What to do when you've got too many Facebook friends and Twitter followers. Sigh...too many people are following me! Chances are, you are thinking this because you have followed or friended most of those people back, and you don't really know who most of them are.
Let's back up for a minute and explain what this means, for those of you resisting the social networking swell. On Facebook, you can have "friends". It is up to you, sort of, who those friends are. You gain friends by requesting to be someone's friend, or by accepting someone's request to be your friend. In the most pure sense, you are most likely requesting and accepting friendships of your friends and family. If you are a teen or in college, you are most likely not accepting your mother's request to be your friend, because if you did, she could see everything that you do (post on walls, post photos, comment on photos, post links, talk smack, etc.).
On Twitter, people can 'follow' you. Unlike Facebook, you don't have to accept their request to follow you. You can 'block' them if you are suspicious for any reason, and then they cannot see your updates anymore.
Here's where things get tricky. Regular people, aka non-celebrities, are developing a certain celebrity status in social networks. Either they are funny, go to hip places, share the coolest links, write a book, write a column, you name it. Journalists, designers, shop owners, career coaches, news anchors (CNN's Rick Sanchez is married to his Twitter feed and is good to his followers, meaning, he actually "tweets" to them and puts them on the air) are beginning to use their Facebook and Twitter profiles as a place to promote what they do for a living, and many times it works. Tickets are bought, books are sold, attendance to an event increases.
The Personal Price of Online Fame
All of this can come with a price: you friend/follow me, I'll friend/follow you. Some people even promise it in a sentence describing who they are. Some people are obsessed with hitting mile markers, and this tweet is common: "I'm 3 shy of 1,000 followers! Help me get more followers!" As with anything social, an etiquette has developed, where it's common courtesy to follow someone back. In Twitter, this is easier to do, because they are not called "friends", and there is no limit. Facebook currently has a limit of 5,000 friends. They know that you cannot possibly be entertaining 5,000 of your closest friends, and they suspect that you are using your account for business reasons (which you most likely are), and they may shut your personal profile down, thus erasing all of your personal notes to people, birthday reminders, emails, hugs, snowballs thrown, etc.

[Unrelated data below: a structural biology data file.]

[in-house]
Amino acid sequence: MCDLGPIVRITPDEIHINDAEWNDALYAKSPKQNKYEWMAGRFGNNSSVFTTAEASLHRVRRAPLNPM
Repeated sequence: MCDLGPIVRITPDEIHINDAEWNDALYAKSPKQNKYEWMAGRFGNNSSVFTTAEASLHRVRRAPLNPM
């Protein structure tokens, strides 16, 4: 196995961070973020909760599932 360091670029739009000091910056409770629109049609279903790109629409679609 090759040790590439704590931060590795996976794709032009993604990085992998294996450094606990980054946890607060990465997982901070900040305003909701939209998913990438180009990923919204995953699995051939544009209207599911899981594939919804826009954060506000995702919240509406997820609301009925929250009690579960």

But do you care? While you had 5,000 friends, you forgot that you actually did follow your best friend in Chicago, but suddenly, you thought she dropped off the planet because you weren't noticing her "status updates" in your "friend feed." Flippantly, you assume she has crawled under a rock. But when you go to her profile page, you see that she just had her second baby and her new profile picture is of the entire family in the hospital room. Oops.
You lost her within your 5,000 other professional friends who you have friended back because they friended you. You did common courtesy, because you wanted to keep those new fans of your work happy, and that etiquite has actually made your pure list of friends and family less potent. Who are these people? And what are you going to do about it?
Marci Alboher, writer, journalist, author and speaker, posed this question to me after reading about what a Facebook page is here on the Collectve-E blog. She and others like her are getting closer to hitting the 5,000 cap on Facebook, and they are considering what to do about it. I've answered her question, so get started with our conversation.
PS: If you're in New York on March 24, 2009 and want to learn more about social networking, check out our Tweetworking class for really good strategies on how to use Twitter...